Programme Governance Model

Copyright © Peter Wheelhouse 2014


Copyright and Acknowledgements

1.  Copyright & Open Source.

This model is published on an "open source" basis. That is to say that you, as the reader, are welcome to use any part of the model for your own purposes, whether personal or commercial, adapting the contents for your specific environment & requirements. The only restriction that we place is that the website is not simply duplicated & fees charged to access the content.


As a courtesy, we trust that you will acknowledge the source of the material when you use any of the collateral contained herein.


As part of this "open source" basis, we invite you to provide feedback and additional content. If you do so, we will review everything that you send & provide our comments back to you. If we incorporate anything that you have sent in a future release, we will include an acknowledgement of your contribution together with your contact details, if you provide them.

2.  Sources & Acknowledgements.

The contents of this work are based upon experience gained in managing business change programmes and draws upon bodies of expert knowledge from a wide variety of source published both conventionally and on the Internet.


In particular, material from the following organisations has heavily guided both the management work of the author and the contents of this document:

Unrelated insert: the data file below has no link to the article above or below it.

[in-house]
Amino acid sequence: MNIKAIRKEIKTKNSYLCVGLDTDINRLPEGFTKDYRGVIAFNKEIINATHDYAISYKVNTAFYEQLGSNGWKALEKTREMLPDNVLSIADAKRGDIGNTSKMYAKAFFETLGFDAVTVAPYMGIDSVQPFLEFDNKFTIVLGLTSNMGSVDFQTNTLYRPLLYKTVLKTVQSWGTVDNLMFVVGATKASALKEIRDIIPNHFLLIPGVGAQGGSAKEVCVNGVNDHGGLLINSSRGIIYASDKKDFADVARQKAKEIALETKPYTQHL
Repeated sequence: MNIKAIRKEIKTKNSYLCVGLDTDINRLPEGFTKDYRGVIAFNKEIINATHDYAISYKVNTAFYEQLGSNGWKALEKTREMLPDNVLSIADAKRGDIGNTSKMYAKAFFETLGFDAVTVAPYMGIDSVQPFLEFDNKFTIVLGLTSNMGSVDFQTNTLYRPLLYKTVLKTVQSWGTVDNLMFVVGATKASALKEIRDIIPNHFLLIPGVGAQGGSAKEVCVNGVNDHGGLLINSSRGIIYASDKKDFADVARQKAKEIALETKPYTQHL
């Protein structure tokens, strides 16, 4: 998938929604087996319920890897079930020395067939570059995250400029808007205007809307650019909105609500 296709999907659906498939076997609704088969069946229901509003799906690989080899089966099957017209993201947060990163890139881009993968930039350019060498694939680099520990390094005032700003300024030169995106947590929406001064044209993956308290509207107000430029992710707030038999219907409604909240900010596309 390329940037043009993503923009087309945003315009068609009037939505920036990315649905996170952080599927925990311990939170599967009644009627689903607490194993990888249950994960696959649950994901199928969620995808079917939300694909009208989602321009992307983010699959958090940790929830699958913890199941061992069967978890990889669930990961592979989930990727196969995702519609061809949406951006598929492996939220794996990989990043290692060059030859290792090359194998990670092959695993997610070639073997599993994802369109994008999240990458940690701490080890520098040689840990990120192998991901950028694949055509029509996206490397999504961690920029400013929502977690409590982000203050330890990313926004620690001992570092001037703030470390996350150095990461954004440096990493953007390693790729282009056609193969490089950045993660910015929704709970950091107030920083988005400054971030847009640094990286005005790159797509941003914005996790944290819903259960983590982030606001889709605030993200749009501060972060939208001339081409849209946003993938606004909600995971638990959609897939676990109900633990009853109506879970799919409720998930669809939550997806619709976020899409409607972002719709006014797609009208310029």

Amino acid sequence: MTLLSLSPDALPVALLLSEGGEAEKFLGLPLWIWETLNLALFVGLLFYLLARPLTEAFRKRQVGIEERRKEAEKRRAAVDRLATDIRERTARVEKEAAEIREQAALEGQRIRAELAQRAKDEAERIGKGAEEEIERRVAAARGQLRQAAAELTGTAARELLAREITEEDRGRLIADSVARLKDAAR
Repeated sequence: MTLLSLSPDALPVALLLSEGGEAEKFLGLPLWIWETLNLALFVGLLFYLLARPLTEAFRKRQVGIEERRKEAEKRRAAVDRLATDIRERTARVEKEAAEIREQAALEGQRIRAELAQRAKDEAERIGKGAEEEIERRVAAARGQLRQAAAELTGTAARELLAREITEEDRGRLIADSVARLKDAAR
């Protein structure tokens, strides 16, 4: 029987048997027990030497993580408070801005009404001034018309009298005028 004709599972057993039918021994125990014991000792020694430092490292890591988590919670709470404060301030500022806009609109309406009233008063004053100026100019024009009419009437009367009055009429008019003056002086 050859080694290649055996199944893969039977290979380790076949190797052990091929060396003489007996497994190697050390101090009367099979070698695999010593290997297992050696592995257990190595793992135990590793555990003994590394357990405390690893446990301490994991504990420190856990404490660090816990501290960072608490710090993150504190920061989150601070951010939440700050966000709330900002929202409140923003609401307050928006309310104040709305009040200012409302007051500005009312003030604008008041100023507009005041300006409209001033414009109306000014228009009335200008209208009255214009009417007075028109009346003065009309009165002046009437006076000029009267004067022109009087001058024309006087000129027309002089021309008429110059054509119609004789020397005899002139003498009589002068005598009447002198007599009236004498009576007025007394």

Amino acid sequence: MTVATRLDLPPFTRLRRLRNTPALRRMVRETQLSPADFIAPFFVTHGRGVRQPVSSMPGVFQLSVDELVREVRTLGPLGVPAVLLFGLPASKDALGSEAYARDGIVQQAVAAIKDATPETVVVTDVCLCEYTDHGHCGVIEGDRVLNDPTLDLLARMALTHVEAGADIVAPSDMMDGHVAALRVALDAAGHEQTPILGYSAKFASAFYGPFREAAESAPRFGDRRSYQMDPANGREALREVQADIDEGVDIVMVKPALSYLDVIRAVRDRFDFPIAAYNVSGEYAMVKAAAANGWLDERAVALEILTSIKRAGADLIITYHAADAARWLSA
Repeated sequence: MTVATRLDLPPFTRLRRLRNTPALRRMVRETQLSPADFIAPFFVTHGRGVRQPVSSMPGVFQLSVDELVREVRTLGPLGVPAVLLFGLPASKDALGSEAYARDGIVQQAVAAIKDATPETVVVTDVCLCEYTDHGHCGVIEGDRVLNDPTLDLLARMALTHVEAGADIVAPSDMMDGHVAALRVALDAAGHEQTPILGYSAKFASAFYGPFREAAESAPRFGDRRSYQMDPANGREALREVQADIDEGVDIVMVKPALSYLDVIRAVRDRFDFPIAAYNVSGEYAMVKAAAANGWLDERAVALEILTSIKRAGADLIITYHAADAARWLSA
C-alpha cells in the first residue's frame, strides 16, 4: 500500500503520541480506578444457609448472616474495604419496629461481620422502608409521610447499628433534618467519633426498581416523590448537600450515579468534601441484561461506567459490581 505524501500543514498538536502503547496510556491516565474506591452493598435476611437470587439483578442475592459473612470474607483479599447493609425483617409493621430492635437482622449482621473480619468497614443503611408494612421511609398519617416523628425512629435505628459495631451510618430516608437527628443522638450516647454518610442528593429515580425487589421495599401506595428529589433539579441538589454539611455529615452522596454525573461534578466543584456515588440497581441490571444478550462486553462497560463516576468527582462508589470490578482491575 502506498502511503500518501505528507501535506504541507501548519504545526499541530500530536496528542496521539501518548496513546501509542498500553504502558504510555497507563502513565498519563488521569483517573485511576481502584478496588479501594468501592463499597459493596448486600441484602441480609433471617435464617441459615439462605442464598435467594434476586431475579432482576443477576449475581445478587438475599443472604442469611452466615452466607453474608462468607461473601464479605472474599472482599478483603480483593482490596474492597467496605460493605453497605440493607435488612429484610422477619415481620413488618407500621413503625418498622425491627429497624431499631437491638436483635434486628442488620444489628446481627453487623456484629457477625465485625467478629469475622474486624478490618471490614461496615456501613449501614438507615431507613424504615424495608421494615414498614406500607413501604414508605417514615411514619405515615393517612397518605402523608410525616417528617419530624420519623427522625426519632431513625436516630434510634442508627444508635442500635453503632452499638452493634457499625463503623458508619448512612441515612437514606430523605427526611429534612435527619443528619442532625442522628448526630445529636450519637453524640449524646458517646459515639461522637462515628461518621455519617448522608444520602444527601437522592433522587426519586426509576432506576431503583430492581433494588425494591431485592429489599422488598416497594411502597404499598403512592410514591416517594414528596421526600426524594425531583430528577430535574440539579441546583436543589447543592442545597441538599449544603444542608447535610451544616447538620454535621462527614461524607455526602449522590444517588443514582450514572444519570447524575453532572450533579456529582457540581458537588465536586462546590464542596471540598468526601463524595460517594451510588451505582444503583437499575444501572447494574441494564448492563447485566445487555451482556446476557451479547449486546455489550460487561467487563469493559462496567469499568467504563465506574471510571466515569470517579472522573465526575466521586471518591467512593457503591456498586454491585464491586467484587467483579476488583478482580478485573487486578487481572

Any mistakes, errors or omissions are, however, solely the responsibility of the author.


It should be noted that, although I have drawn on the BoKs of CITI, OGC & APM, no assumption should be made that they endorse, or repudiate, the contents of this model. I am solely accountable for the model.


If one researches the published world to obtain a practical definition of what should be covered in programme governance, it is difficult to find a single source that covers all that is needed.


There are publications that describe the theory of governance and provide guidance on what needs to be defined under the topic of programme governance. It is also possible to find practical descriptions of specific areas of programme governance.


However, the author failed to find anything which pulls together all of the elements of programme governance into a single entity; it should be noted that this may have been due to failings in the research undertaken by the Author and that there may, in fact, be works which provide detail guidance on programme governance; if this is so, the Author unreservedly apologises for such an oversight.